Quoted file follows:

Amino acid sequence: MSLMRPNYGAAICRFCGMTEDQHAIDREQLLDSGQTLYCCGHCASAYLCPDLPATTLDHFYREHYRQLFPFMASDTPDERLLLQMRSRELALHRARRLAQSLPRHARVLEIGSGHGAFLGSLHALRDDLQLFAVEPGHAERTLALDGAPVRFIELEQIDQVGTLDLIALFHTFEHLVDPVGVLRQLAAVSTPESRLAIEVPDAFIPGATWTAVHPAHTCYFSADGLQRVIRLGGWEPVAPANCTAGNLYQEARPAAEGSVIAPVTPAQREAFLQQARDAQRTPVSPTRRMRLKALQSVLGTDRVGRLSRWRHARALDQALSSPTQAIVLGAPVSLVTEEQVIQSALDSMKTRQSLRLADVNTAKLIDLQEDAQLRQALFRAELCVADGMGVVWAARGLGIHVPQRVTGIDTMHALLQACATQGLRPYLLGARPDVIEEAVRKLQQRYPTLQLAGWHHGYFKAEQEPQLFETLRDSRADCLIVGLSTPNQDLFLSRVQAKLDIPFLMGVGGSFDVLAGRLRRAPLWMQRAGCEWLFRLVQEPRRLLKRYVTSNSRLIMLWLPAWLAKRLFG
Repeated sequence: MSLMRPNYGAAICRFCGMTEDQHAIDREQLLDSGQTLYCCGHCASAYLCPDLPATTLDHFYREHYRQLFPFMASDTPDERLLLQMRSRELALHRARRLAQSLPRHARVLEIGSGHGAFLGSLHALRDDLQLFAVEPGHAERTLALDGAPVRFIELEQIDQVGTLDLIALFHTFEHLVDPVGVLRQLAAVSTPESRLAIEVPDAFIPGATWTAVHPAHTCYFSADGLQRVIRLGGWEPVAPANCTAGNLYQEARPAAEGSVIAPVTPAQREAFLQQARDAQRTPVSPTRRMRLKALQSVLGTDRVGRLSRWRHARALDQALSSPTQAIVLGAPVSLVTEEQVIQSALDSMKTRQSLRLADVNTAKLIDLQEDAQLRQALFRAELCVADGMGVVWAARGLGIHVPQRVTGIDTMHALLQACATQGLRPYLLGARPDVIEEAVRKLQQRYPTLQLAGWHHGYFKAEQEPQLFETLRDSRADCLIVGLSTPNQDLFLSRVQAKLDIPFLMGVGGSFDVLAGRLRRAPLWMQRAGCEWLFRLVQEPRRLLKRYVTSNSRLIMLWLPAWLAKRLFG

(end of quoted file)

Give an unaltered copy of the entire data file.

Amino acid sequence: MSLMRPNYGAAICRFCGMTEDQHAIDREQLLDSGQTLYCCGHCASAYLCPDLPATTLDHFYREHYRQLFPFMASDTPDERLLLQMRSRELALHRARRLAQSLPRHARVLEIGSGHGAFLGSLHALRDDLQLFAVEPGHAERTLALDGAPVRFIELEQIDQVGTLDLIALFHTFEHLVDPVGVLRQLAAVSTPESRLAIEVPDAFIPGATWTAVHPAHTCYFSADGLQRVIRLGGWEPVAPANCTAGNLYQEARPAAEGSVIAPVTPAQREAFLQQARDAQRTPVSPTRRMRLKALQSVLGTDRVGRLSRWRHARALDQALSSPTQAIVLGAPVSLVTEEQVIQSALDSMKTRQSLRLADVNTAKLIDLQEDAQLRQALFRAELCVADGMGVVWAARGLGIHVPQRVTGIDTMHALLQACATQGLRPYLLGARPDVIEEAVRKLQQRYPTLQLAGWHHGYFKAEQEPQLFETLRDSRADCLIVGLSTPNQDLFLSRVQAKLDIPFLMGVGGSFDVLAGRLRRAPLWMQRAGCEWLFRLVQEPRRLLKRYVTSNSRLIMLWLPAWLAKRLFG
Repeated sequence: MSLMRPNYGAAICRFCGMTEDQHAIDREQLLDSGQTLYCCGHCASAYLCPDLPATTLDHFYREHYRQLFPFMASDTPDERLLLQMRSRELALHRARRLAQSLPRHARVLEIGSGHGAFLGSLHALRDDLQLFAVEPGHAERTLALDGAPVRFIELEQIDQVGTLDLIALFHTFEHLVDPVGVLRQLAAVSTPESRLAIEVPDAFIPGATWTAVHPAHTCYFSADGLQRVIRLGGWEPVAPANCTAGNLYQEARPAAEGSVIAPVTPAQREAFLQQARDAQRTPVSPTRRMRLKALQSVLGTDRVGRLSRWRHARALDQALSSPTQAIVLGAPVSLVTEEQVIQSALDSMKTRQSLRLADVNTAKLIDLQEDAQLRQALFRAELCVADGMGVVWAARGLGIHVPQRVTGIDTMHALLQACATQGLRPYLLGARPDVIEEAVRKLQQRYPTLQLAGWHHGYFKAEQEPQLFETLRDSRADCLIVGLSTPNQDLFLSRVQAKLDIPFLMGVGGSFDVLAGRLRRAPLWMQRAGCEWLFRLVQEPRRLLKRYVTSNSRLIMLWLPAWLAKRLFG